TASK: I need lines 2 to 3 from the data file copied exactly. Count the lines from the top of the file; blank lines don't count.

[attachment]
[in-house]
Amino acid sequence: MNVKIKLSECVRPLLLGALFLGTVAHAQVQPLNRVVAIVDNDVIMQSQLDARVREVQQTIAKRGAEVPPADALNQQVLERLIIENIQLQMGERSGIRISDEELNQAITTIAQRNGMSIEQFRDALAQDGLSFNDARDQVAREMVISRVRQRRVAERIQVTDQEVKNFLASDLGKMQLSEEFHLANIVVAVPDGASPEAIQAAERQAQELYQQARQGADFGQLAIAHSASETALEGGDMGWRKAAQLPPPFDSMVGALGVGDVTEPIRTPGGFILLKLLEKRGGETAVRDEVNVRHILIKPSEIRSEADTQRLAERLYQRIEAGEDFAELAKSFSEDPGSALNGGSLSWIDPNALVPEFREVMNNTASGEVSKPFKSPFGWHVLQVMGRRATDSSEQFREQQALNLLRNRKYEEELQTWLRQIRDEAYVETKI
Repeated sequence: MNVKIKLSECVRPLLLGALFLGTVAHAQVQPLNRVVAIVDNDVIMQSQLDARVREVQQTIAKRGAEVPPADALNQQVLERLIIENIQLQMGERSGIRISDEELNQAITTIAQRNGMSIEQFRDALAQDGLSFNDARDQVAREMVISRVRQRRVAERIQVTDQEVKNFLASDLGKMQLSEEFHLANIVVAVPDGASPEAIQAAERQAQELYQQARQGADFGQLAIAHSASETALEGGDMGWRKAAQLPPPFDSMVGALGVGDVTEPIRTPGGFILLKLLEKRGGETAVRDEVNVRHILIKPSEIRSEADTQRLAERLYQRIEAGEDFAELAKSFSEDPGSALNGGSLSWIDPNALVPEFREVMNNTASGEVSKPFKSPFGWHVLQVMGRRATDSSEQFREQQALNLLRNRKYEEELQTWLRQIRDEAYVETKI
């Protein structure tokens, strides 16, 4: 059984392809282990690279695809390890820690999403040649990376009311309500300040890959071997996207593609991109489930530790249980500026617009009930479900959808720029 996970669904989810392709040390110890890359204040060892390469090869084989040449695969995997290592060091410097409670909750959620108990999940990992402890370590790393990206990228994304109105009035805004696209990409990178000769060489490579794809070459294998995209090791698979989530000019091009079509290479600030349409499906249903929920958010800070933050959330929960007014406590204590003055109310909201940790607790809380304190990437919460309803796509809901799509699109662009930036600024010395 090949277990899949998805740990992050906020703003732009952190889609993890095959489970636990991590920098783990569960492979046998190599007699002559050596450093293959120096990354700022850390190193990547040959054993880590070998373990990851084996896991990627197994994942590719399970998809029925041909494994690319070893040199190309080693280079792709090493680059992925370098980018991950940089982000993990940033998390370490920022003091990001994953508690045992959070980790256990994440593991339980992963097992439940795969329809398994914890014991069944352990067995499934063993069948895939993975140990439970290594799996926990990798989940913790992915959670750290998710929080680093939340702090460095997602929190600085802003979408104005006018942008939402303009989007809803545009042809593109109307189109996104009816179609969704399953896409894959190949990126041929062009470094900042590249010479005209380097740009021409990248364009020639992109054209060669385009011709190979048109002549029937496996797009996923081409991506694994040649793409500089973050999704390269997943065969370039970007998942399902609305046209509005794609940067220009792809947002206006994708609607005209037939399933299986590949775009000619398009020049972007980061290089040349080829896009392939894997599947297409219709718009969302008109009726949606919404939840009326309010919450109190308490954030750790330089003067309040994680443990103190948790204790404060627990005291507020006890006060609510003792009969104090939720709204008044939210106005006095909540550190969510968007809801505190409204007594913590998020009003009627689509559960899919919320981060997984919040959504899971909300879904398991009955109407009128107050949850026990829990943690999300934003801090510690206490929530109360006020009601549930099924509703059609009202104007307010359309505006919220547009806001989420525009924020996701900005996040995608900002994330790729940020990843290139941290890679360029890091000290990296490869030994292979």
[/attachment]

Amino acid sequence: MNVKIKLSECVRPLLLGALFLGTVAHAQVQPLNRVVAIVDNDVIMQSQLDARVREVQQTIAKRGAEVPPADALNQQVLERLIIENIQLQMGERSGIRISDEELNQAITTIAQRNGMSIEQFRDALAQDGLSFNDARDQVAREMVISRVRQRRVAERIQVTDQEVKNFLASDLGKMQLSEEFHLANIVVAVPDGASPEAIQAAERQAQELYQQARQGADFGQLAIAHSASETALEGGDMGWRKAAQLPPPFDSMVGALGVGDVTEPIRTPGGFILLKLLEKRGGETAVRDEVNVRHILIKPSEIRSEADTQRLAERLYQRIEAGEDFAELAKSFSEDPGSALNGGSLSWIDPNALVPEFREVMNNTASGEVSKPFKSPFGWHVLQVMGRRATDSSEQFREQQALNLLRNRKYEEELQTWLRQIRDEAYVETKI
Repeated sequence: MNVKIKLSECVRPLLLGALFLGTVAHAQVQPLNRVVAIVDNDVIMQSQLDARVREVQQTIAKRGAEVPPADALNQQVLERLIIENIQLQMGERSGIRISDEELNQAITTIAQRNGMSIEQFRDALAQDGLSFNDARDQVAREMVISRVRQRRVAERIQVTDQEVKNFLASDLGKMQLSEEFHLANIVVAVPDGASPEAIQAAERQAQELYQQARQGADFGQLAIAHSASETALEGGDMGWRKAAQLPPPFDSMVGALGVGDVTEPIRTPGGFILLKLLEKRGGETAVRDEVNVRHILIKPSEIRSEADTQRLAERLYQRIEAGEDFAELAKSFSEDPGSALNGGSLSWIDPNALVPEFREVMNNTASGEVSKPFKSPFGWHVLQVMGRRATDSSEQFREQQALNLLRNRKYEEELQTWLRQIRDEAYVETKI